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Michael Newman, a busy architect who is trying to get ahead in the world, purchases a remote control that seems to not only let him control his TV set and stereo, but virtually his entire life. Sounds too good to be true. And it is, because soon the technologically sophisticated device is controlling Michael in ways he never imagined possible.
Comedy Drama - Although this does have the crude and silly humor Adam Sandler fans
have come to expect from him, the film also turns quite serious in
its last third, which will throw fans or a loop. Otherwise though
this film is exactly what is advertised. Some raunchy humor make
the film inappropriate for the young kids.
PROFANITY: 1 F-word, 10 S-words, a number of others. SEX/NUDITY: Brief sexual situations without nudity; sex talk and humor. VIOLENCE: Various hits played for laughs. DRUGS/ALCOHOL: Alcohol and tobacco. ACTION: None. COMEDY: Silly verbal and physical gags; crude body function and sex jokes; animal and cute kid jokes.
The above rating is an average of the critic reviews below.
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Berardinelli, Internet CriticFull Review Good Click is flawed but, on balance, it works. It accomplishes what it sets out to do: tell an occasionally amusing, occasionally affecting drama about how adults often lose sight of what matters.
Roger EbertFull Review Average The movie is being sold as a comedy, but you know what? This isn't funny.
USA TodayFull Review Average Despite its ultra-formulaic premise and juvenile sense of humor, there are a few laughs, and the movie's heart is generally in the right place,...
Note: The rating
above is our interpretation of what the critic would give this movie based on
their review. We are not affiliated with these critic's in any way.
OPINION OVERVIEW The following is the original "What's Worth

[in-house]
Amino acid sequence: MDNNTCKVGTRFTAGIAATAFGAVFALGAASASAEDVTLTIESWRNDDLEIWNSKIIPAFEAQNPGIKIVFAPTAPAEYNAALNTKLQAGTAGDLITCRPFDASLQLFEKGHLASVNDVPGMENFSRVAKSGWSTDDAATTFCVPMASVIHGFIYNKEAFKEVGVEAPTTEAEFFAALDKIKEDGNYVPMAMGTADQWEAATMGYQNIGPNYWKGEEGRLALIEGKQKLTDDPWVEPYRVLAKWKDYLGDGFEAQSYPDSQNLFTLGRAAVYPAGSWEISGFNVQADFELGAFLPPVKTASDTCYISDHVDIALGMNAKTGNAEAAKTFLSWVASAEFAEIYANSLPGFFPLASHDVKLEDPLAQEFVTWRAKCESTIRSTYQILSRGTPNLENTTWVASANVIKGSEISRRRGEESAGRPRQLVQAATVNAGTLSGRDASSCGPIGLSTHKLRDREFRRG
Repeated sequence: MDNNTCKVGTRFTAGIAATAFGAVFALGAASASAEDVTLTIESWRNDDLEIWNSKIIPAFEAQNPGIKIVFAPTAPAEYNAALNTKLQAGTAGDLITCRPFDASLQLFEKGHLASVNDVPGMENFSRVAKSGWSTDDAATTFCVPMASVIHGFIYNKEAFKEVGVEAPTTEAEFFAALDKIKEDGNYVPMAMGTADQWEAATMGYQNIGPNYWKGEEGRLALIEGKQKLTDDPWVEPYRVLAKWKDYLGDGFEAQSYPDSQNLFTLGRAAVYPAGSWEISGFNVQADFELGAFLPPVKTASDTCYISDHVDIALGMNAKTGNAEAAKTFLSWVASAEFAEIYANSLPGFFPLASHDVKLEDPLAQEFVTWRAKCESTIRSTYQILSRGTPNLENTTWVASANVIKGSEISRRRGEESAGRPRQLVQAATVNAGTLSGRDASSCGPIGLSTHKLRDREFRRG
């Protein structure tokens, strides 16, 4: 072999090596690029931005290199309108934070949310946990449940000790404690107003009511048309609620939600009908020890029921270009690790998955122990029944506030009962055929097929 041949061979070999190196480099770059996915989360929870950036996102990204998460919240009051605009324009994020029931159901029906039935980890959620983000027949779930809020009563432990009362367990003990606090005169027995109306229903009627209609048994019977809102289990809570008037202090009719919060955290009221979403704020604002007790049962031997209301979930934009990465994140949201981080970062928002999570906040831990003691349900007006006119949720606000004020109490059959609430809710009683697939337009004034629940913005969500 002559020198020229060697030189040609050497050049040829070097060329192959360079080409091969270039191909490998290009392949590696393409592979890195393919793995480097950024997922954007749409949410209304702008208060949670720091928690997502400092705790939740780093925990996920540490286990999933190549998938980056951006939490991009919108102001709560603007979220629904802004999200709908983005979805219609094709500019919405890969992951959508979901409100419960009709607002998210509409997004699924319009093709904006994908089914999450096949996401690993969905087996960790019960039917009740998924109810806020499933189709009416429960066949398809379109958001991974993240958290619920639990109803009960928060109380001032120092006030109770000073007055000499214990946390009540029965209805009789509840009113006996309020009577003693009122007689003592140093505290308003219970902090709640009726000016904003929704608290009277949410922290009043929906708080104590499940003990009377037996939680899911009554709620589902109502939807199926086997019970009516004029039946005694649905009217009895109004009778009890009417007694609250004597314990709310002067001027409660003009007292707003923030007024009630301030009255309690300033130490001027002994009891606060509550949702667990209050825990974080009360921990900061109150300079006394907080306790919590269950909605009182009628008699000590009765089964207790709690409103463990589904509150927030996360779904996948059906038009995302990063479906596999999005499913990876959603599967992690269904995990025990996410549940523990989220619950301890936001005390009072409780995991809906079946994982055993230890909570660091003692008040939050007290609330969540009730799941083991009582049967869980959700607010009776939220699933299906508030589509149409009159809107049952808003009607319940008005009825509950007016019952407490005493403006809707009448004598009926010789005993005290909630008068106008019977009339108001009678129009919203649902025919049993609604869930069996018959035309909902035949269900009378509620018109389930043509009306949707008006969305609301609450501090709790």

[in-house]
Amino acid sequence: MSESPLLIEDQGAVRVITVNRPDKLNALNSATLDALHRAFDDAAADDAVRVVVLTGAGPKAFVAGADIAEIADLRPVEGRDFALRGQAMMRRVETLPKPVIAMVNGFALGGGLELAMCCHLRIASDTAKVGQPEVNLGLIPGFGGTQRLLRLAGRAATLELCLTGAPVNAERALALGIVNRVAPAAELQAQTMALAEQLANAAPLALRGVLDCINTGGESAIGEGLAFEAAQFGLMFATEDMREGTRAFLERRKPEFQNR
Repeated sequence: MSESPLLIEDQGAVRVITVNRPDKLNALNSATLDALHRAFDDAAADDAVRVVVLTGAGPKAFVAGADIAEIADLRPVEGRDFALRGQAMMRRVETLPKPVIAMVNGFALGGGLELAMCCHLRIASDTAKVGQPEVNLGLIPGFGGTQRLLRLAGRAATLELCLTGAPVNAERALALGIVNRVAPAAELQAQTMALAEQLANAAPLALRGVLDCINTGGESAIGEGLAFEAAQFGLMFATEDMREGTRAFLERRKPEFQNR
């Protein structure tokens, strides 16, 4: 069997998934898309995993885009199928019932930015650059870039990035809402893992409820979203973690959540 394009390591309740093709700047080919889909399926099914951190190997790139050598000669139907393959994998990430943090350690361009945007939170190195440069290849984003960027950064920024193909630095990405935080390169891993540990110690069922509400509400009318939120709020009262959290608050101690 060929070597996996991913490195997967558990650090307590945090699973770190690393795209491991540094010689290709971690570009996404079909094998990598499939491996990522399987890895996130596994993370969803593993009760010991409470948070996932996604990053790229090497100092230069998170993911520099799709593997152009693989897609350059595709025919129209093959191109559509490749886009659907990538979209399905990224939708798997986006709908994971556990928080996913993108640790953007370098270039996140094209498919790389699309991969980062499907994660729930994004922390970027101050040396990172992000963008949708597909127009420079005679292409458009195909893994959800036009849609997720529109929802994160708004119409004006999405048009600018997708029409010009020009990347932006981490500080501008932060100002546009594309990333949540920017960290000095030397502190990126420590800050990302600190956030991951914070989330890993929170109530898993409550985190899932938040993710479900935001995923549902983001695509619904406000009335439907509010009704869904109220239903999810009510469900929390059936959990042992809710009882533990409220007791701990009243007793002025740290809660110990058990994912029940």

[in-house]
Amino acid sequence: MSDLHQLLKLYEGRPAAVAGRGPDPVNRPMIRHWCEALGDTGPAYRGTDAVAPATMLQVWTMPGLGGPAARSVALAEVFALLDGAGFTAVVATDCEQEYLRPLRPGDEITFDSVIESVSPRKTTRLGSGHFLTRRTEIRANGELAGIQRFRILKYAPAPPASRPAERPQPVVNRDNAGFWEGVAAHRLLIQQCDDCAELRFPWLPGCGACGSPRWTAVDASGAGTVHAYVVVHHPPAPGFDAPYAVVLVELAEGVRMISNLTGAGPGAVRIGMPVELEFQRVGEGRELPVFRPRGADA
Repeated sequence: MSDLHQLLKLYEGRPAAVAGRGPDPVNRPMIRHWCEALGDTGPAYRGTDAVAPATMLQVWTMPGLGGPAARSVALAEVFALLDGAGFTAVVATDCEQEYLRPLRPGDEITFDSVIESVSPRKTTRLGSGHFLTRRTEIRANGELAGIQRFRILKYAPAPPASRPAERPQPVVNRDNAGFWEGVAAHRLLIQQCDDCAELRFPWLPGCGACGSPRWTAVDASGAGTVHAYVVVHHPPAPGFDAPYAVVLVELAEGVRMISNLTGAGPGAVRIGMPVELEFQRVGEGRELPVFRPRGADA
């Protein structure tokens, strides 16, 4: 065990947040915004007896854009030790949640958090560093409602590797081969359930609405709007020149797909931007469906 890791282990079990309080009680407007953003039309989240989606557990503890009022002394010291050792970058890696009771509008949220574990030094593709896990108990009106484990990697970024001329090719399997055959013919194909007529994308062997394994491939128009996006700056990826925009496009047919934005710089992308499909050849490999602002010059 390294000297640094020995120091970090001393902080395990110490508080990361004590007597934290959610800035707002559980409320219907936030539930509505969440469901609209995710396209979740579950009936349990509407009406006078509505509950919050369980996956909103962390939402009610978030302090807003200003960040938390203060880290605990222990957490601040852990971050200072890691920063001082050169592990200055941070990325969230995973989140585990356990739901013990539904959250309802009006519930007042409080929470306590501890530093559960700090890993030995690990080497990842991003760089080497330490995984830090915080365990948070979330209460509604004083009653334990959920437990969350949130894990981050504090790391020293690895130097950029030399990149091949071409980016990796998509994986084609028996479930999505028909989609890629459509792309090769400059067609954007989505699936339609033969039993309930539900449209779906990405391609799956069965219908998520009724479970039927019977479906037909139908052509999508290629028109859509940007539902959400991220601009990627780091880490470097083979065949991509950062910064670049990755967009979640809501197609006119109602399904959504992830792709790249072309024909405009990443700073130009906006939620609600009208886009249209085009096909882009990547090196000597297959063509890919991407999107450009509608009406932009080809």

Watching" write-up for this movie.
Based on a theater exit polling of 238 moviegoers:Great Opinions! Teens, both male and female, loved "Click." Over half rated it "Fantastic." Twentysomething females also loved it. All the other opinions are about the same. Over three-quarters of them enjoyed "Click" very much. Only a few rated it somewhat low. I highly recommend "Click."
Michael Newman (Adam Sandler) is married to the beautiful Donna (Kate
Beckinsale) and they have two terrific kids, Ben (Joseph Castanon) and
Samantha (Tatum McCann). But he doesn't get to see them much because he's
putting in long, hard hours at his architectural firm in the elusive hope that his
ungrateful boss (David Hasselhoff) will one day recognize his invaluable
contribution and make him a partner.
Once he's on easy street, he'll be able to lavish attention on the wife and kiddies.
At least, that's what he tells himself.
After staying up all night to work, a tired Michael becomes frustrated because he
can't even figure out which of his remotes will turn on the TV set. Michael sets
out to find the perfect device to operate all his electronic equipment and stumbles
into the back room of a Bed, Bath & Beyond, where an eccentric employee,
Morty (Christopher Walken), gives him an experimental one-of-a-kind souped-up
gadget guaranteed to change his life.
Morty wasn't kidding either. Soon Michael is master of his domain, turning on
every appliance with the click of a button.
But the device has other, more startling functions. It can somehow muffle the
barking of Sundance, the family dog — and even more astoundingly, fast forward
through an annoying quarrel with his wife.
Michael is fascinated by his new toy and a little freaked out as well. He decides
to pay another visit to Morty, the guy who sold him the mysterious device. Morty
tells Michael he gave him exactly what he asked for — a universal remote that
lets him control his universe. Right before Michael's astonished eyes, Morty
demonstrates the device's mind-boggling advanced features, including a function
that lets Michael travel back and forth through his life at different speeds.
Michael quickly becomes addicted to this new rush of power, which literally
allows him to have his cake and eat it too.
But before he knows it, the remote is programming him, rather than the other way
around. And try as he might, a panicked Michael can't stop the device from
deciding which events of his life he'll experience and which ones he'll miss. Only
then does he begin to truly appreciate and embrace his life — the good, the bad
and the ugly.